Day Two: Exploitation, and Death

I started off the day with a viewing of Who Is Dayani Cristal? which traces the forensic investigations of the identification of South American migrants’ bodies found on the American side of the America-Mexico border. One body in particular, which has “Dayani Cristal” tattooed across the chest, is used as a narrative to guide the reenactment of the dangerous journey migrants make to seek employment in the United States. This film was the best film I have seen that mediates the production use of a personal story to illustrate a larger social issue.

Next, I saw Valentine Road, which follows the trial of the murder of Larry King, a high school student who was shot in the head by a boy who Larry had asked to be his Valentine. This film was not the first movie to make me cry, but it was the first to touch me in the way the Bully Project did two years ago.

I went from Valentine Road, where I found it hard to have sympathy for the convicted murderer, to In the Shadow of the Sun, which portrays the violence facing albino people in Tanzania. The main character, Josephat, an albino man, preaches forgiveness as evil comes from a place of ignorance. In the Q&A, he argued that we must “find the place where this is starting,” which I later thought about in the context of the Larry King case.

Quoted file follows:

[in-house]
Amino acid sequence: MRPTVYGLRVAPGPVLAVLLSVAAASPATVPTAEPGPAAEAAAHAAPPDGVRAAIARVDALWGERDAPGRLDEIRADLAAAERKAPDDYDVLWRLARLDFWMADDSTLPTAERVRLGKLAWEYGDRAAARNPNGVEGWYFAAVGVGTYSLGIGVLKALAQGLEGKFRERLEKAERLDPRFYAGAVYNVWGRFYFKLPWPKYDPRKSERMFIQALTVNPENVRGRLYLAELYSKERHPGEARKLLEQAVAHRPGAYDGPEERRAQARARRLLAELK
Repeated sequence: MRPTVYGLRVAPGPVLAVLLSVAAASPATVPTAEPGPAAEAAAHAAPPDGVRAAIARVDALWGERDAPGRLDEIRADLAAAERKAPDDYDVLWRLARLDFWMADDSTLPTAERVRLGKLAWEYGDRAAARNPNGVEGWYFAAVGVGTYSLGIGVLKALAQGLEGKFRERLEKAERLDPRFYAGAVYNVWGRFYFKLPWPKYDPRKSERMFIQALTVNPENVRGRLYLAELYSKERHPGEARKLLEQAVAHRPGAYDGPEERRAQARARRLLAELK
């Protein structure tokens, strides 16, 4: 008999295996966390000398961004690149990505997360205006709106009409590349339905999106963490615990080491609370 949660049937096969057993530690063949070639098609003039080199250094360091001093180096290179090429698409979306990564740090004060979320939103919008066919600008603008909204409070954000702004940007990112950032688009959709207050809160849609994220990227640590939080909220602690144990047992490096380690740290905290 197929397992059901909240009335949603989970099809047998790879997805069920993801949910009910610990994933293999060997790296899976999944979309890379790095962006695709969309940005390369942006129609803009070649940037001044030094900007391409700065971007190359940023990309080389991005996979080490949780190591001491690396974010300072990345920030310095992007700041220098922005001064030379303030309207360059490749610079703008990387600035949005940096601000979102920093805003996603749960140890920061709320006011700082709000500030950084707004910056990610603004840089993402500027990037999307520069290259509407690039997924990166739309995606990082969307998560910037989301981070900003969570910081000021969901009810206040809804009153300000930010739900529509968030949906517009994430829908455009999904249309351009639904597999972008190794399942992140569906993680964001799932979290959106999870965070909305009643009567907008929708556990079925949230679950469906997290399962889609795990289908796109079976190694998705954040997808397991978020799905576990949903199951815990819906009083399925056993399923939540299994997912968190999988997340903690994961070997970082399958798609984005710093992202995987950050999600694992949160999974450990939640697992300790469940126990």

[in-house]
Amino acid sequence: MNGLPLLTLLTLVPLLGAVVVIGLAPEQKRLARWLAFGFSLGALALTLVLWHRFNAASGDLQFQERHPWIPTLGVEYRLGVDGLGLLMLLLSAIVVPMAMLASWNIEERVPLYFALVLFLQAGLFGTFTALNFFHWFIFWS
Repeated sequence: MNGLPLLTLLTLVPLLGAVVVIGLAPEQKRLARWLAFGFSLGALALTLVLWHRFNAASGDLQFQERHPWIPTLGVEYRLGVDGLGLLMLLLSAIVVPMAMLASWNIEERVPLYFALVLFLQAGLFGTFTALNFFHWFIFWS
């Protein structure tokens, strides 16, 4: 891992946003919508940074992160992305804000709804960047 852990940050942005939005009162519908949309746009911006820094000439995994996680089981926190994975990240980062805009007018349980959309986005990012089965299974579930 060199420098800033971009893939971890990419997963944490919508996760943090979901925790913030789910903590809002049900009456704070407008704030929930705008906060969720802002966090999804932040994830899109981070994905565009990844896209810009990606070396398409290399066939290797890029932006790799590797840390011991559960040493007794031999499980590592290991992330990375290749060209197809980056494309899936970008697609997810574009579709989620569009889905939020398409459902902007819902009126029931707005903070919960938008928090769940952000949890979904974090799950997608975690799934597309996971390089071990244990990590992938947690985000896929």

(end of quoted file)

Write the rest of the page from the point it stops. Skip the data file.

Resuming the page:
I followed this film with the Exhibition, a film that showcased the art installation by a Vancouver-based artist that presented portraits of the murder victims from the Pickton case, and other missing and murdered women. This show received a lot of resistance from women’s and Aboriginal organizations, who argued that the artist was exploiting these stories and unjustly serving as a “voice” for these women.

After a day of difficult topics, I ended the night with a late-night screening of Furever, a documentary which looks at the lengths some people will go to commemorate their pets once they have died. It was both hilarious and shocking, including people who have their pet’s ashes mixed in with tattoo ink, those who have mummified their pets, and even had them cloned.

Day 3: Poverty

This day started off with a screening of The Only Son, which follows a man’s journey back to his remote village in Nepal (which took two small planes and a 10-day hike into the mountains to get to), to see his parents who want him to return home to take care of them, their land, and be married to a local girl. Caught between a tension to continue the western life he has become accustomed to, and honouring his parent’s wishes and values, the main character and his siblings struggle to decide whether or not they will stay.